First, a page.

I had a fun chat with author Lynn A. Davidson at her blog, Polilla Writes, and one commenter will win a copy of one of my suspense novels (their choice). It’s a print book if they’re in continental North America, or an ebook if they live anywhere else.
Pop over and check it out: click here. (Giveaway ends Nov. 30, 2017, but the interview will stay online.)
Blind Justice, by James Scott Bell (Compendium Press, 2013. Originally published in 2000.)
While Howie Patino was confronting horror he could scarcely have imagined, I was trying hard to come up with one good reason why I should continue to breathe. [Page 7]
That’s how chapter two begins. Chapter one shows the murder Howie’s about to be charged with, and chapter two introduces Jake Denney, a disgraced, alcoholic lawyer who’s sitting in the corner of a tavern using a pen and yellow legal pad to list the pros and cons of ending his life.
Told in a snappy, noir-like first person with brilliant descriptions that show as much about Jake as they do about what or who he sees, this is a page-turning clean read with a background thread of faith.
Howie is a childlike man who’s helpless in the criminal system. Jake drinks his way through the book, sabotaging himself at every turn but unwilling to give in to the overly-strong pressure from the prosecutor.
Christian readers will pick up a sense of spiritual warfare, although Jake himself doesn’t believe. Howie’s sister, Lindsay, tries to convince Jake to clean up his act and consider the possibility that there’s more to life than what he sees.
Readers who like to see the character begin to change for the better by the midpoint will find their patience stretched, and I felt that much of the forward progress of the plot, including the dramatic resolution, depended on people around Jake rather than Jake himself. That seems to work with the spiritual warfare sense, that God is moving for Howie’s sake and for justice’s sake despite Jake’s stubbornness.
So, plot-wise, this shows as one of James Scott Bell’s earlier works. Voice-wise, it’s delightfully refreshing and it offers a great example to writers wanting to enhance their descriptive skills.
This was my first James Scott Bell novel, because I’m not a fan of courtroom drama. I’ve discovered that I am a fan of his writing style, and will be looking for more of his fiction. I’m already benefiting from his books on the craft of writing. For more about the author and his books, visit jamesscottbell.com.
[Review copy from my personal library.]
Fault Lines, by Thomas Locke (Revell, 2017)
In which book 3 is book 1… Fault Lines, the newest release in the techno-thriller series of the same name, fits first in the series chronology. If you’ve read Double Edge, the free ebook prequel, you’ll recognize the first four chapters of Fault Lines, but the rest is all new, expanding on what the prequel set in place, and a highly recommended read.
If you’ve read the previous books, grab this one. If you’re new to the series, dive in here. It’s fast-paced, a great read, and it’s clean. Although Revell is a publisher of Christian fiction, this book has only faint references to faith and would suit readers of all backgrounds.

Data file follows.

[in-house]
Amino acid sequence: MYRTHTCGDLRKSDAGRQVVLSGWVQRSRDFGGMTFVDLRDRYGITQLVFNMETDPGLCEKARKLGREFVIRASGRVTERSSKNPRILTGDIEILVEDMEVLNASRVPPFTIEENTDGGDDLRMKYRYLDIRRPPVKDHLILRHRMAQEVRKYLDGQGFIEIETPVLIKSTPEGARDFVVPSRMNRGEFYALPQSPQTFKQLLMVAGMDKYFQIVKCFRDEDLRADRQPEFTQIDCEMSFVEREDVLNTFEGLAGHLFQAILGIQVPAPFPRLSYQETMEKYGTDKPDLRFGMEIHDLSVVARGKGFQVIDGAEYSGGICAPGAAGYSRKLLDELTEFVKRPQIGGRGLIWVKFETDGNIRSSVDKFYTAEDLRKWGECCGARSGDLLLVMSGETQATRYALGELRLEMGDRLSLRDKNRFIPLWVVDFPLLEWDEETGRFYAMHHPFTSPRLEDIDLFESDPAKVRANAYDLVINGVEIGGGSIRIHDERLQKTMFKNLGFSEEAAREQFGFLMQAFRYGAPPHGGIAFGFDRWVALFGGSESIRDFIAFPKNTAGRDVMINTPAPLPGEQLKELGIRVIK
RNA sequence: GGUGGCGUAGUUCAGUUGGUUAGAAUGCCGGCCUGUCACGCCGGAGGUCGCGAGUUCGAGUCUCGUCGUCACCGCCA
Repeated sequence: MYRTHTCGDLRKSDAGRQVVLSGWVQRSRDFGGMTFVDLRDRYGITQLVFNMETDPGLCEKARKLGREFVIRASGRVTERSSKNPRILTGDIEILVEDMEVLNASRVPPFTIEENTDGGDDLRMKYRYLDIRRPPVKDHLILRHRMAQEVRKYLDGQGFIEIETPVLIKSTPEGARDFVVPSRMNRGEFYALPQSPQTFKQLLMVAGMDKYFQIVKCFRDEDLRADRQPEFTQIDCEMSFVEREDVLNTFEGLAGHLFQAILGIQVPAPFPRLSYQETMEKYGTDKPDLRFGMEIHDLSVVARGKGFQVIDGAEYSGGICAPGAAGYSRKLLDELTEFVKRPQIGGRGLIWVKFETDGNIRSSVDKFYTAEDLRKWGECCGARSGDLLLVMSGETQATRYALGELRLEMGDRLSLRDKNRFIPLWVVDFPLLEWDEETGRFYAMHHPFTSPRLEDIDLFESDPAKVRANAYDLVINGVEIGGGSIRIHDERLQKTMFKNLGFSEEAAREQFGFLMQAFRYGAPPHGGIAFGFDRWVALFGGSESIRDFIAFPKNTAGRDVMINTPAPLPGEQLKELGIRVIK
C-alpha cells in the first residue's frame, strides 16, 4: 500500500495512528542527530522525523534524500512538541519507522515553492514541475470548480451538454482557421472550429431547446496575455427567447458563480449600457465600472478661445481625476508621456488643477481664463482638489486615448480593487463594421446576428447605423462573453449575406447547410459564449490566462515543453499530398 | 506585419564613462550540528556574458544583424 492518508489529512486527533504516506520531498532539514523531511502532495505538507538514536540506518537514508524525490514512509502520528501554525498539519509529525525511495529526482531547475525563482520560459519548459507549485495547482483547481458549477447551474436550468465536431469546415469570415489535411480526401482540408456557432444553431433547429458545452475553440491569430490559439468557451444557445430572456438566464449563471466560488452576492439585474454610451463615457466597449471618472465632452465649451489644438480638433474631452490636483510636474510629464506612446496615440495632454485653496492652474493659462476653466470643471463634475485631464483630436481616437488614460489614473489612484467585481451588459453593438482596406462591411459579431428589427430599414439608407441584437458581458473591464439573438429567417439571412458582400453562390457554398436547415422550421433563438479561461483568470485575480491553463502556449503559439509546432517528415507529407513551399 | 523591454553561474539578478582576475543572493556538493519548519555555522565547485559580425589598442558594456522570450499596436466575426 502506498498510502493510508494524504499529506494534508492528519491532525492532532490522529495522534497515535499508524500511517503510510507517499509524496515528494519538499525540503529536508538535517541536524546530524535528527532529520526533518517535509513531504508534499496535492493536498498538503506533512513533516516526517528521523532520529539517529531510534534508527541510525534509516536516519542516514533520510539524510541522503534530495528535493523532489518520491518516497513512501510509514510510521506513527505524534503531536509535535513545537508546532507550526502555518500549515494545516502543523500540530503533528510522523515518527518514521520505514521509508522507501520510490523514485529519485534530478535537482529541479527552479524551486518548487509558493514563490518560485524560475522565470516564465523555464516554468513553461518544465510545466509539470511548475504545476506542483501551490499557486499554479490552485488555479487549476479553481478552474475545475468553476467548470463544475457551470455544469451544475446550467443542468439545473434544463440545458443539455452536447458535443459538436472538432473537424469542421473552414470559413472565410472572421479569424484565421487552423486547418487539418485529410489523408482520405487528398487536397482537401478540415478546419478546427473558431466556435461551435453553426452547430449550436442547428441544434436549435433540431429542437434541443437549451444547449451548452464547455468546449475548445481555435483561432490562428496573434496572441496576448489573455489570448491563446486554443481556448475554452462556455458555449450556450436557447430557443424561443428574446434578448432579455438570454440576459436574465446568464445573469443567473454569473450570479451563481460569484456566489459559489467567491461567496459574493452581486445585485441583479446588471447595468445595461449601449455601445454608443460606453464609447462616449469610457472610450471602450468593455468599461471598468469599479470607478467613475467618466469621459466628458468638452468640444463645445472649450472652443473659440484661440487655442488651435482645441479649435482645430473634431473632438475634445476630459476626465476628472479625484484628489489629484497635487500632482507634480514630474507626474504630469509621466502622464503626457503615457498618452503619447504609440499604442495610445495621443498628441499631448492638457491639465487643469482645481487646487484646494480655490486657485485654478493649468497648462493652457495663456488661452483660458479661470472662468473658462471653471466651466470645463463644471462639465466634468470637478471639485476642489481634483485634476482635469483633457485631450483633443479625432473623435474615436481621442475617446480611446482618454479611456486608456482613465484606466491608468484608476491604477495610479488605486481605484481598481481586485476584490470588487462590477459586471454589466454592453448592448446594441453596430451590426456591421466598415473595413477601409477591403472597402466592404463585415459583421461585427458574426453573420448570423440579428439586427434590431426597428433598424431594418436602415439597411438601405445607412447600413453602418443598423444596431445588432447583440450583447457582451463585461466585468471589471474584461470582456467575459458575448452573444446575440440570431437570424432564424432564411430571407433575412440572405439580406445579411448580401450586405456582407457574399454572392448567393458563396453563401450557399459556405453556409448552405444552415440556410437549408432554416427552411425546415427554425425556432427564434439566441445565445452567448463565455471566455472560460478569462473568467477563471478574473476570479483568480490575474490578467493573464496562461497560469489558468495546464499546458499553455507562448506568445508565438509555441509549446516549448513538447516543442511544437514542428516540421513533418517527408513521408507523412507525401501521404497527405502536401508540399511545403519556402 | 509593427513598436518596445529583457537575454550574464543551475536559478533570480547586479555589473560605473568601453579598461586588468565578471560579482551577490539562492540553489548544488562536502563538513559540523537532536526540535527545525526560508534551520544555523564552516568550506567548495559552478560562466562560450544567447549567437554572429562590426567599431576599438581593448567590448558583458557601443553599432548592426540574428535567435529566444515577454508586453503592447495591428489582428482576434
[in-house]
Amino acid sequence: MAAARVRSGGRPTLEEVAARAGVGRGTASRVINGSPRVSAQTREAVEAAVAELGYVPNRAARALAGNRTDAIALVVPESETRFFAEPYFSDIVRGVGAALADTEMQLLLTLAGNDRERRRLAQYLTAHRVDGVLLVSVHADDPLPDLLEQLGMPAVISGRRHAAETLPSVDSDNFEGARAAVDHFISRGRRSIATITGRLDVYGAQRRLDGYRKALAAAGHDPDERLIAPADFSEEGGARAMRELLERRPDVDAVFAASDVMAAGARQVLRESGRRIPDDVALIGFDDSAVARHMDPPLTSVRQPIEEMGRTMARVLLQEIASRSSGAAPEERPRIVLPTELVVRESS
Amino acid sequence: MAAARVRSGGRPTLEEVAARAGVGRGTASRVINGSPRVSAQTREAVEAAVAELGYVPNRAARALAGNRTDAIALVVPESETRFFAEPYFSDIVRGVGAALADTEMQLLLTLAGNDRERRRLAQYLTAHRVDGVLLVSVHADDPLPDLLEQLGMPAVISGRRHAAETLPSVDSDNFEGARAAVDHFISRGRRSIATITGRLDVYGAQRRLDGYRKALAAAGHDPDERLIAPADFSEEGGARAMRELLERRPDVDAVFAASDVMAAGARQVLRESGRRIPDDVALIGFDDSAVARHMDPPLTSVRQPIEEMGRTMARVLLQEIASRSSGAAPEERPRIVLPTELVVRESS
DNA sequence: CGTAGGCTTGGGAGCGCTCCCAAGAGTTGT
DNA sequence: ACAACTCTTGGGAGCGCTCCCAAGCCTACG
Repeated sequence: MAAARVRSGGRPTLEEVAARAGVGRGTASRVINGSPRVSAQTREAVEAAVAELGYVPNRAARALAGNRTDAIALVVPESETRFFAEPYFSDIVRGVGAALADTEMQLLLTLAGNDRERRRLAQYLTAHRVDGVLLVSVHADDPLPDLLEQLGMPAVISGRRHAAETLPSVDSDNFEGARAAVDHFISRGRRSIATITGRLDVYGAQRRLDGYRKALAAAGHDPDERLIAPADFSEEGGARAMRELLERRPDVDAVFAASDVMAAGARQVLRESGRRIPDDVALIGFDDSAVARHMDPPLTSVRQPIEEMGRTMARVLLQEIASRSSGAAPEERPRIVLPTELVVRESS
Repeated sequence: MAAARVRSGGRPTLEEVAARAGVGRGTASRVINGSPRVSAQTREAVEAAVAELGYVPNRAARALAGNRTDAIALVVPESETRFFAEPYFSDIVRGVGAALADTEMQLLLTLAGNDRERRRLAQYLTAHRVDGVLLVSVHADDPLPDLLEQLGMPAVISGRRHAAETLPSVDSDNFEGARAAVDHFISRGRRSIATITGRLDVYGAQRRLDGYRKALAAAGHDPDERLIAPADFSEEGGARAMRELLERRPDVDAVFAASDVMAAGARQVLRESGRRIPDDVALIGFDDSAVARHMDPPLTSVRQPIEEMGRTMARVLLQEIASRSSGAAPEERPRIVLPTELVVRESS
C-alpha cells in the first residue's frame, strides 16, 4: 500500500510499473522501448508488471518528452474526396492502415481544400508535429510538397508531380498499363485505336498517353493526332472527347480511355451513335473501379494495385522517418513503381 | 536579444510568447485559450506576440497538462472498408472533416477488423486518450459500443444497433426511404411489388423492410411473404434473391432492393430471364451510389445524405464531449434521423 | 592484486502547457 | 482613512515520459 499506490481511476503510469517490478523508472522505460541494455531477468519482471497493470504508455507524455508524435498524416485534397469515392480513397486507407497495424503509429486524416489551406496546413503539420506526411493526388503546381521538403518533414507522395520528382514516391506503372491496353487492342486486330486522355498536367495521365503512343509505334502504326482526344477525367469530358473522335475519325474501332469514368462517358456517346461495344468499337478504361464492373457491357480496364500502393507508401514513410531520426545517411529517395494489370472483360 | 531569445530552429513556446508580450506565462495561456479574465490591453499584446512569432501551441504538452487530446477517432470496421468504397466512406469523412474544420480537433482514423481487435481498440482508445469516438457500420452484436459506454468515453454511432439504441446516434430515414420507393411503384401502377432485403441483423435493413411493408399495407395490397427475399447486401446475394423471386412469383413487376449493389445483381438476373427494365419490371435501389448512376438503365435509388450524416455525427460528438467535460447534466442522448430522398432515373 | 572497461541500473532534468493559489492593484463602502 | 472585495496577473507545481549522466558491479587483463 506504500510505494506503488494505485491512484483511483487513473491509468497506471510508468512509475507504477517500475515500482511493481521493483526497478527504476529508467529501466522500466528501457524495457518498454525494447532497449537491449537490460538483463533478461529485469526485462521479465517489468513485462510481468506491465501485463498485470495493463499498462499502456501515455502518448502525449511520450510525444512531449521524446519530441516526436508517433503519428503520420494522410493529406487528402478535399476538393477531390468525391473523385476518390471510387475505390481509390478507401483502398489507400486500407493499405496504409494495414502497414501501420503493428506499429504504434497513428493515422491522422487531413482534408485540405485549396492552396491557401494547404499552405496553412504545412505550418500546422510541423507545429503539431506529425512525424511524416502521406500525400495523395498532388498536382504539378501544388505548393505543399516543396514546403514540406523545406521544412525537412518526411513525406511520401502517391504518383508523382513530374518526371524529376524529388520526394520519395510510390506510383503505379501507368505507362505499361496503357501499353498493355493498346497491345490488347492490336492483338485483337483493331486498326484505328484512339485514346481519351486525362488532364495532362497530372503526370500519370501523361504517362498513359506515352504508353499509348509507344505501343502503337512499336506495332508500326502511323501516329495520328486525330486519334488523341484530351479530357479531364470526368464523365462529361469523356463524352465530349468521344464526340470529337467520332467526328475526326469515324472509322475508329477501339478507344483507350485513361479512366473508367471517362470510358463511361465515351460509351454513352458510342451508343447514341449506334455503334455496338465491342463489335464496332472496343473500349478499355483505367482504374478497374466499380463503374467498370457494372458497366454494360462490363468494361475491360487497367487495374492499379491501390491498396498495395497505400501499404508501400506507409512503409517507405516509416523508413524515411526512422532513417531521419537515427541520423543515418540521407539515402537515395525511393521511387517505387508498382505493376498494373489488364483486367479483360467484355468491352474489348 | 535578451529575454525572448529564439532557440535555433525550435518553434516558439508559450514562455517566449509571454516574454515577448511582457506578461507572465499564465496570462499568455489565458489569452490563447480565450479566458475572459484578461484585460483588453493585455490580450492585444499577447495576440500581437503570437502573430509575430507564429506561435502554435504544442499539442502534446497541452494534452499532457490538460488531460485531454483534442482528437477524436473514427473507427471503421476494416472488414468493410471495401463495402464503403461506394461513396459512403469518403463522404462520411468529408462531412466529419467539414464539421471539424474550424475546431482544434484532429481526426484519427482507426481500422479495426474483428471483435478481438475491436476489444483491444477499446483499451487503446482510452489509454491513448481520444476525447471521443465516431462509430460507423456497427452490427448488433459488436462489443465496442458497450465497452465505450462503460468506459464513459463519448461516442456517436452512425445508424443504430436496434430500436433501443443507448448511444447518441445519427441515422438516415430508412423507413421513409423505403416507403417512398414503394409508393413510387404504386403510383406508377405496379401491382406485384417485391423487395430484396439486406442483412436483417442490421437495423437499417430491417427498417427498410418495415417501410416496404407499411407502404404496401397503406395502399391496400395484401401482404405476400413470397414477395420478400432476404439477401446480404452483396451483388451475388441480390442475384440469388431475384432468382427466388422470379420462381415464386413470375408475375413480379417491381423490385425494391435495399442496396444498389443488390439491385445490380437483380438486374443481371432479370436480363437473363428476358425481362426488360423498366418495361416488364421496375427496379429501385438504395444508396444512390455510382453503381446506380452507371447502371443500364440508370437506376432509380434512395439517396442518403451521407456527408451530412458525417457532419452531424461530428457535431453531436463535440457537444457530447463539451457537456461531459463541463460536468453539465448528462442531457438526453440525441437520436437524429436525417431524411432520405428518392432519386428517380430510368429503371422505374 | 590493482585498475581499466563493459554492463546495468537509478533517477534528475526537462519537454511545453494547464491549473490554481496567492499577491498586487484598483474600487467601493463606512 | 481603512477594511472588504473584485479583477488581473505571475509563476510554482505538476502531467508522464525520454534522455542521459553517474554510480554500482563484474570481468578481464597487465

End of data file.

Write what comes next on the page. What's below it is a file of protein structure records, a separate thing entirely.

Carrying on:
This is the story of Charlie Hazard, a “risk containment specialist” whose life is upended when a strange and beautiful woman implores him to help her with a mysterious – and dangerous – mission.
Charlie is my favourite type of hero: a strong, competent character who’s over his head but readers know that somehow he’ll find a way to beat the odds. He draws together a team who will need to do the impossible.
The technology at the core of the series doesn’t exist yet, but with the events rooted in the present (or very near future) I hesitate to call it science fiction.
As always, the author’s choice of words and phrases adds an extra layer of enjoyment to the story. Here’s an example:
Every now and then she would stop talking and touch her tongue to her lips, as though she wanted to taste a certain word, as though another thought was crowding into her mouth. [Reese, page 58]
And my favourite line, because of the nod to the film, Casablanca:
“You think I would drive to Como for the waters, perhaps? For my health?” [Edoardo, page 244]
Fault Lines is a great read, and now I want to re-read the next book in the series, Trial Run.
Thomas Locke is the pen name of the prolific and award-winning Davis Bunn, who incorporates a stronger faith thread in the books under his own name. For more about the author and his books, visit tlocke.com.
Have you seen this amazing giveaway from BookSweeps?
You can win my book Secrets and Lies, plus books from authors like Christy Barritt and Susan Sleeman, PLUS a Kindle Fire or Nook Tablet! This giveaway ends July 31, 2017, so make sure you enter soon.
Join the fun here: bit.ly/2u9Z7ep
When you’re done, tell me which books you’re most excited to win!
Missing, by Lisa Harris (Revell, 2016)
Nikki Boyd and her partner, Jack Spencer, specialize in finding missing persons. Their newest case also involves murder, and the body count keeps growing. Can they find the missing woman before her enemies do?
Complicating the issue is the fact that Nikki’s good friend Tyler Grant and another man she knows are both linked with the crime. And somewhere in the process of comforting Tyler after his wife’s death, she’s fallen for him, even though he’s not ready to move on.
Missing is a fast-paced suspense novel that starts with action and doesn’t slow down. Nikki and Tyler are realistic characters with depth and struggles, learning to live with crippling loss. And learning not to blame themselves for what happened. In Nikki’s case, her younger sister’s abduction is the reason she’s in this line of work. It lets her empathize with victims’ families, but it also takes an emotional toll.